Investors that desire sustainable dividends often search for companies with competitive moats, a long track record of growth and are conservatively managed.
But there is also no such thing as a free lunch when it comes to investing.
Economic cycles and the occasional crisis (read: the COVID-19 pandemic) make this search much harder, as companies may cut their dividends in response to changing circumstances.
The need for monitoring and being mindful of risks should always be on the top of investors’ minds.
After all, disruptive technology or a nimbler competitive may just swoop in to gobble up your hard-earned market share.
That said, here are three companies that could have the potential to reward you with dividends over the years, if not decades.
Top Glove Corporation Berhad (SGX: BVA)
Top Glove is the largest rubber glove manufacturer in the world.
The group owns 45 factories in Malaysia, China and Thailand and has a glove production capacity of 78.7 billion pieces per annum as of 11 June 2020.
Top Glove has a long history of paying dividends to shareholders.
Net dividend per share back in 2001 stood at RM 0.20 sen amounting to just RM 4 million.
18 years later in the fiscal year 2019, net dividend per share has risen 37-fold to RM 7.5 sen totalling RM 192 million.
Due to COVID-19, the group is seeing very strong demand for its gloves, with lead times extending from an original 40 days to around 400 days.
Global glove demand is also expected to grow at an increased rate of 12% to 15% per annum from the original 8% to 10% per annum.
For the current quarter, Top Glove has declared an interim dividend of RM 10 sen per share, which is already higher than the total dividend for the whole of last year.
With strong tailwinds aiding business growth over the long-term, there is a high probability that the group can continue to increase its dividends as the years go by.
VICOM Limited (SGX: WJP)
VICOM is a leading provider of testing and inspection services.
The group handles a comprehensive range of inspection and testing services in fields such as mechanical, biochemical and civil engineering.
VICOM also conducts 400,000 vehicle checks annually and has the lion’s share of the vehicle inspection market in Singapore.
The group has a history of consistently paying out dividends as the business generates copious amounts of free cash flow.
Annual dividends amounted to S$0.02315 back in 2008 (adjusted for the 4-for-1 stock split this year), but have grown more than four-fold to S$0.096 last year.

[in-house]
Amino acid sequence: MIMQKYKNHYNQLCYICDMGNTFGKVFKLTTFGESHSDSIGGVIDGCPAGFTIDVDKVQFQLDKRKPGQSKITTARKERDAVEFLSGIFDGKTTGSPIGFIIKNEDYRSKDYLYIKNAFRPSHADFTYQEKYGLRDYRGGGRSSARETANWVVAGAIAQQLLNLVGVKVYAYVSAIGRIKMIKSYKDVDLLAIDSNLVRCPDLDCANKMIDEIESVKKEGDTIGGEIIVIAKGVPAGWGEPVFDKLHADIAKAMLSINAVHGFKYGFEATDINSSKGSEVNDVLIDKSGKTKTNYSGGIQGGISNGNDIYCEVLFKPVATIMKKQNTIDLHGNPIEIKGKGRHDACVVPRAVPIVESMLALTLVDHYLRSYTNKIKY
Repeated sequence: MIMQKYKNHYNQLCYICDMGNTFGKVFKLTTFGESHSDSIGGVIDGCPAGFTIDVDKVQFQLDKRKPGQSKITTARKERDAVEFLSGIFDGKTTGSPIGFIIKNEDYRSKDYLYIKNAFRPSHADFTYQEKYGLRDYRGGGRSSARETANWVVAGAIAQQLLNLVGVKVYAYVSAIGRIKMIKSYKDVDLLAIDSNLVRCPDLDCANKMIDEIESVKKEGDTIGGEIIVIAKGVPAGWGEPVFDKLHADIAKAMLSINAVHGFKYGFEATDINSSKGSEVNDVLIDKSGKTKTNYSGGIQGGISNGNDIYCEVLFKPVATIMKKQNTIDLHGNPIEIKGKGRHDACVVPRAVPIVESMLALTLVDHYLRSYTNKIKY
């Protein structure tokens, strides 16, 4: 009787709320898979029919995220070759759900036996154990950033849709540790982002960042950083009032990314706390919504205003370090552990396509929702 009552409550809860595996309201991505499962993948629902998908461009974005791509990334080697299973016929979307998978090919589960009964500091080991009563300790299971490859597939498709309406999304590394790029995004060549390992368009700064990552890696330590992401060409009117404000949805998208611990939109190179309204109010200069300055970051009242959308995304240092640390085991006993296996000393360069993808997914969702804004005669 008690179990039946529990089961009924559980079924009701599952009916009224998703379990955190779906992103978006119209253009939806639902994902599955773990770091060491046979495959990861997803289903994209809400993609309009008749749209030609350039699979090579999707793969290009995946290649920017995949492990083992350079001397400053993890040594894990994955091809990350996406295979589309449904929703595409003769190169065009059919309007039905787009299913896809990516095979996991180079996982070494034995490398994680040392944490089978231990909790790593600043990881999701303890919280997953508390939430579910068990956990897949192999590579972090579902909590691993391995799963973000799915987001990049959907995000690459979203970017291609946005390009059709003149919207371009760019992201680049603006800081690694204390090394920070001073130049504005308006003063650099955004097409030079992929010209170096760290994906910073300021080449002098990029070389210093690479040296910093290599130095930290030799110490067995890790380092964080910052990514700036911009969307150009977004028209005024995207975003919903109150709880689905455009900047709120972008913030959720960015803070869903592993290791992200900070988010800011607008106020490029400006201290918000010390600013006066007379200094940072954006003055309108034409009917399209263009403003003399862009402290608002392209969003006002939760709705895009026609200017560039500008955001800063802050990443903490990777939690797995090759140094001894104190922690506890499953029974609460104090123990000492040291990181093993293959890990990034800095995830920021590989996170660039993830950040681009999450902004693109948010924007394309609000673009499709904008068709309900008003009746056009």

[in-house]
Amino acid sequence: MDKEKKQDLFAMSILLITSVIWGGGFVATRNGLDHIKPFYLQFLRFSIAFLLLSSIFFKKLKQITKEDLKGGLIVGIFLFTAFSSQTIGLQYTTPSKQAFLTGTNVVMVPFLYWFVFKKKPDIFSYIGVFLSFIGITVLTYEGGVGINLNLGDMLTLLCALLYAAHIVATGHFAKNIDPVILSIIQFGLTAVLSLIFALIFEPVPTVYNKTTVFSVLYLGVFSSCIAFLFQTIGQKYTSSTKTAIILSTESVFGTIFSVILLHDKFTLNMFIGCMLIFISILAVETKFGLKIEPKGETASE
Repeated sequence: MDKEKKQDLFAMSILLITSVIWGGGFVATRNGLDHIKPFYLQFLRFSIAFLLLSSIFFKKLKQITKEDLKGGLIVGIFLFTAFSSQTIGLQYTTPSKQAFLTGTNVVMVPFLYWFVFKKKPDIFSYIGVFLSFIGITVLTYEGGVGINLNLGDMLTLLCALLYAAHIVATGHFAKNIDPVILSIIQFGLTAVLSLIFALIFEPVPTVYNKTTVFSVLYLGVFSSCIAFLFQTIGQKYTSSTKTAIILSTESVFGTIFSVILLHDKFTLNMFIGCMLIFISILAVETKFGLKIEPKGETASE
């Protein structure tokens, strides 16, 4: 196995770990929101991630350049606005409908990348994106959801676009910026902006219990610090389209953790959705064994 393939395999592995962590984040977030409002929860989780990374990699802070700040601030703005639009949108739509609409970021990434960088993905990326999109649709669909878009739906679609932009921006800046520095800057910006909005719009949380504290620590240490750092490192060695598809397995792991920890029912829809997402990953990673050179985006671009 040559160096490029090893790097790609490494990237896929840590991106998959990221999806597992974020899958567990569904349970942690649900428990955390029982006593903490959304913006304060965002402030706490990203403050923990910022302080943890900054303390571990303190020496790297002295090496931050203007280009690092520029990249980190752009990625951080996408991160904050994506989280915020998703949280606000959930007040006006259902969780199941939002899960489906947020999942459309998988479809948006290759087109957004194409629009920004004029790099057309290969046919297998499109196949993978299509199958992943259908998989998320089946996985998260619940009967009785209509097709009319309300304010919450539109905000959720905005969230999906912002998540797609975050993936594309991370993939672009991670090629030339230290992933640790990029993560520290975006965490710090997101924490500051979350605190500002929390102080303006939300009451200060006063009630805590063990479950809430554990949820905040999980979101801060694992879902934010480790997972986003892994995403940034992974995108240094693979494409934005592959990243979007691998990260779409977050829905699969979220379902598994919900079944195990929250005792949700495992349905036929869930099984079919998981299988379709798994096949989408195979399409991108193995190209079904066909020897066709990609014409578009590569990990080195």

In a business update provided for the first quarter of 2020, VICOM reported a slight 0.9% year on year decline in revenue, while profit after tax dipped by 0.2% year on year.
Although the numbers look sturdy, the management team cautioned that this performance was recorded before the circuit breaker measures that were imposed in April and May.
As such, the second-quarter numbers will probably be significantly worse on a year on year basis.
Dividends may even be reduced in line with lower business volume for the non-vehicle inspection division.
However, we believe that VICOM will recover along with the economy and be able to get back on its feet adroitly, as its business is closely tied to that of many key industries.
The pandemic may cause dividends to decline temporarily, but should not impact the long-term dividend-paying capability of the group.
Singapore Exchange Limited (SGX: S68)
Singapore Exchange Limited, or SGX, is the sole stock exchange operator in Singapore.
SGX operates a platform for the buying and selling of a wide range of securities such as derivatives, equities, fixed income, foreign exchange and options.
The bourse operator has a natural monopoly in being the only stock exchange in Singapore and has been paying out consistent dividends over the years.
SGX began paying out quarterly dividends back in 2006, and in the last ten years, annual dividends have increased from S$0.26 to the current S$0.30.
As the group generates a consistently high level of free cash flow of more than S$300 million per year, these dividends should be more than sustainable.
SGX recently announced that it will reduce its licence agreement with MSCI and allow it to expire by February 2021.
There will be a potential proforma 10% to 15% impact on the net profit after tax for the fiscal year ended 30 June 2021.
The group, however, is not standing still.
Last week, SGX announced the acquisition of the remaining 80% interest in BidFX for US$128 million, allowing the group to target a large over-the-counter foreign exchange market.
Two days ago, the group also introduced SGX FTSE Taiwan index futures that enable investors to gain exposure to the fast-growing Taiwan stock market.
With these growth initiatives in place, SGX could very well maintain and even grow its dividend in future years.
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Disclaimer: Royston Yang owns shares in VICOM Limited and Singapore Exchange Limited.